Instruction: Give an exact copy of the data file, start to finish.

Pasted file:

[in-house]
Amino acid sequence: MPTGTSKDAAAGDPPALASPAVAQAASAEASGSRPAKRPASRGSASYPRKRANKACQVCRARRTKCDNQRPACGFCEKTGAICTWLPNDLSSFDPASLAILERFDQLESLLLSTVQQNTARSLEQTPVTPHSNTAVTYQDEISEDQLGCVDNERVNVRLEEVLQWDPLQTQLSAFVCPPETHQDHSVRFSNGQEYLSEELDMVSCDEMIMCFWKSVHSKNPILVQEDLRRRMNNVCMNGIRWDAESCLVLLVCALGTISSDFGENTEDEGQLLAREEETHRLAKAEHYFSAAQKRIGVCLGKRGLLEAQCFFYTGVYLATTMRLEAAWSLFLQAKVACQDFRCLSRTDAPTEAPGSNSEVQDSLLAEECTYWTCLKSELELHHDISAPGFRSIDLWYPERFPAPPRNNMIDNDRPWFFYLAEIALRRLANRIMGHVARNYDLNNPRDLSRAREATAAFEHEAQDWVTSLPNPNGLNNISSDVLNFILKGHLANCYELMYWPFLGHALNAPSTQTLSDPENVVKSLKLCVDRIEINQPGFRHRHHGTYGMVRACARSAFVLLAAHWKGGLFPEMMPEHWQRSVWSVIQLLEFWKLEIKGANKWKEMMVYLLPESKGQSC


[in-house]
Amino acid sequence: MPTGTSKDAAAGDPPALASPAVAQAASAEASGSRPAKRPASRGSASYPRKRANKACQVCRARRTKCDNQRPACGFCEKTGAICTWLPNDLSSFDPASLAILERFDQLESLLLSTVQQNTARSLEQTPVTPHSNTAVTYQDEISEDQLGCVDNERVNVRLEEVLQWDPLQTQLSAFVCPPETHQDHSVRFSNGQEYLSEELDMVSCDEMIMCFWKSVHSKNPILVQEDLRRRMNNVCMNGIRWDAESCLVLLVCALGTISSDFGENTEDEGQLLAREEETHRLAKAEHYFSAAQKRIGVCLGKRGLLEAQCFFYTGVYLATTMRLEAAWSLFLQAKVACQDFRCLSRTDAPTEAPGSNSEVQDSLLAEECTYWTCLKSELELHHDISAPGFRSIDLWYPERFPAPPRNNMIDNDRPWFFYLAEIALRRLANRIMGHVARNYDLNNPRDLSRAREATAAFEHEAQDWVTSLPNPNGLNNISSDVLNFILKGHLANCYELMYWPFLGHALNAPSTQTLSDPENVVKSLKLCVDRIEINQPGFRHRHHGTYGMVRACARSAFVLLAAHWKGGLFPEMMPEHWQRSVWSVIQLLEFWKLEIKGANKWKEMMVYLLPESKGQSC